Extinction Rebellion (XR) is on the streets in London, Manchester and Cardiff this week. In the news: Protesters arrested. Protesters urged to reconsider actions because of COVID-19. Literary figures join the campaign. Police put on a show of strength. XR blocks roads.
XR tweeted this complaint: We are not the story. The story is catastrophic government failure to act on the climate emergency.
The problem is, that’s not as interesting as a load of people blocking roads, waving flags, shouting, getting too close to each other, and being arrested.
People make good stories. People are interesting. What they have to say is usually not so interesting.
The challenge is, then, if you’ve got something very important to say, how do you get it into the news? How do you get others to join you? How do you get the government to change its policy, especially one that seems to take little seriously and that’s so riven through with vested interests? The conventional wisdom behind demonstrations and protests has always been to make a big fuss, disrupting and obstructing the normal business of a city centre. The story is that we’re making this big fuss because the point we want to make is really important, perhaps so important that we’re willing to make some personal sacrifices for it, like getting arrested.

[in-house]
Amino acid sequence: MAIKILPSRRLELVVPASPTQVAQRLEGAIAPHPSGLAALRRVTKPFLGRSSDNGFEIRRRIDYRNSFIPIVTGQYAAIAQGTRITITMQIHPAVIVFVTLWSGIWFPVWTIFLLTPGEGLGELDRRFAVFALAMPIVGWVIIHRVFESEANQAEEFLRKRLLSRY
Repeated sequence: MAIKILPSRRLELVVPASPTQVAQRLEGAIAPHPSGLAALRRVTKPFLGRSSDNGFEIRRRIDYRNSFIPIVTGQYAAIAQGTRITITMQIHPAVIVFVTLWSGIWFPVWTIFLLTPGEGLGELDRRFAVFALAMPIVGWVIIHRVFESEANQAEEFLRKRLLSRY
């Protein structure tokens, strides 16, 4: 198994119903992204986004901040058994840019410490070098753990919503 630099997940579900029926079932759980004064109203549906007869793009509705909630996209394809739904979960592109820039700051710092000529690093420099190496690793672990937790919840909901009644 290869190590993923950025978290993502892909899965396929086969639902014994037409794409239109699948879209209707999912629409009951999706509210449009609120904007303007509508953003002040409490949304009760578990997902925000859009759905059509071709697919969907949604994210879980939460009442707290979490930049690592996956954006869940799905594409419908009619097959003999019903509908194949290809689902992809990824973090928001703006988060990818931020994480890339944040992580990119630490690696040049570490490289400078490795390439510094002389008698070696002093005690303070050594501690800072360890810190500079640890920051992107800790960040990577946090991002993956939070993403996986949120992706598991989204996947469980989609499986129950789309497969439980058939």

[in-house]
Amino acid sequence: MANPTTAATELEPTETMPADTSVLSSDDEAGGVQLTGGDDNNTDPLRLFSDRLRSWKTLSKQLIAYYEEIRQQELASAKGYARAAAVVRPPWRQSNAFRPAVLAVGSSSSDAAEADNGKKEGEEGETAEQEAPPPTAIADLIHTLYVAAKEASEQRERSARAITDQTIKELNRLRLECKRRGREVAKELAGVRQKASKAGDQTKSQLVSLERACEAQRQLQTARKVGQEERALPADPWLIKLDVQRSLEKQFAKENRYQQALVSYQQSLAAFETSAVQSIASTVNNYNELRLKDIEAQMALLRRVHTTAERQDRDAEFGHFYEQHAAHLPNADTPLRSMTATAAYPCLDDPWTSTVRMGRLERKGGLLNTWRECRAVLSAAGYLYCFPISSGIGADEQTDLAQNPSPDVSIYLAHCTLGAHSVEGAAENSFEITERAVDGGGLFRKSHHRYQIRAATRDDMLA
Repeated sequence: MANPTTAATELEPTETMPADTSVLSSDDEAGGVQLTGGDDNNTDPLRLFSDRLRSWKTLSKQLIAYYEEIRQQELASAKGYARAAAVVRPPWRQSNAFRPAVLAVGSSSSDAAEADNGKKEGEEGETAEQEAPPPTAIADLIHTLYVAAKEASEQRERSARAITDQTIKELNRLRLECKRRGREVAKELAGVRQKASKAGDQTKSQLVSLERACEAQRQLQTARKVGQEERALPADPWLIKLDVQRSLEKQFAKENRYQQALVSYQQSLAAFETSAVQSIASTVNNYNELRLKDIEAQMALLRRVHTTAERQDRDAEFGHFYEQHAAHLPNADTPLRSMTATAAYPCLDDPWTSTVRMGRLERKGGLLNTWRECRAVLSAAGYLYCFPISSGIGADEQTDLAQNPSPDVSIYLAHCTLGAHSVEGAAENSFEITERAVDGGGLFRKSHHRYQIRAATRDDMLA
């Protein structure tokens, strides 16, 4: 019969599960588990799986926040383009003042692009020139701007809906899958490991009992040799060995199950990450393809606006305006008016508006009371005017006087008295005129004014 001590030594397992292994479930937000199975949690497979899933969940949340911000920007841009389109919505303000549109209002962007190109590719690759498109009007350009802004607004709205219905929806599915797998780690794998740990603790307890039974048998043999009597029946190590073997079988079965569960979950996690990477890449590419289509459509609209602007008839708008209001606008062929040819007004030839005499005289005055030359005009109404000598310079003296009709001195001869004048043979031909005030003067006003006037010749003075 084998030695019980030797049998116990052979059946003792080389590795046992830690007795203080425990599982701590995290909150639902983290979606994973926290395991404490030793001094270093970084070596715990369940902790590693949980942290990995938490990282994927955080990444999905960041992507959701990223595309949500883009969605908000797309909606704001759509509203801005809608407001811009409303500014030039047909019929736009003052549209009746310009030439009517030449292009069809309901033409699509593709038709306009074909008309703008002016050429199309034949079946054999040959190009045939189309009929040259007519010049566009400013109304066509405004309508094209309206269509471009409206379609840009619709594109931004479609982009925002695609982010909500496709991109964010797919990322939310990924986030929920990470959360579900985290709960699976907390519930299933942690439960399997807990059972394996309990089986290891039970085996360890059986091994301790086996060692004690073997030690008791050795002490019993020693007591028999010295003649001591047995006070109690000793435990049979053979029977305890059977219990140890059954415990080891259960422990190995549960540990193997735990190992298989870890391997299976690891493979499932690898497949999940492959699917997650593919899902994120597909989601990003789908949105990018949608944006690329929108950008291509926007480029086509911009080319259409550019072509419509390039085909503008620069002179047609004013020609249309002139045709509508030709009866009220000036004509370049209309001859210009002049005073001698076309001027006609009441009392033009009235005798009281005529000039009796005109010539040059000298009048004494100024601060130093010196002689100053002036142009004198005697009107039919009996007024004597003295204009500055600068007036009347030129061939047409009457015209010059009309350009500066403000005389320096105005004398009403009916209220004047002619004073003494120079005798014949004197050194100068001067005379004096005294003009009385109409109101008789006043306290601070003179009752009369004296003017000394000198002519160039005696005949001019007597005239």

And that is the problem. The story is the fuss, not the message.
The messenger is the message, like it or not.
There is a story worth telling here. Business as usual is being disrupted by global heating and the disruption will only get worse. Our lives are on the line. We are all going to be arrested to some degree or other in the sense that our present way of life is going to come to a stop. At the same time, the mutual support and respect that’s expressed within XR and their commitment to non-violence embodies something of a world of care and gentleness that could emerge from the coming collapse of this world. You could say that XR is being prophetic, not so much in what they say as in what they do.
If no one listens or understands, that was always the fate of the prophets. The word is like fire in the bones, according to Jeremiah (20.9) – impossible to hold in.
The messenger is the message, so live it out loud!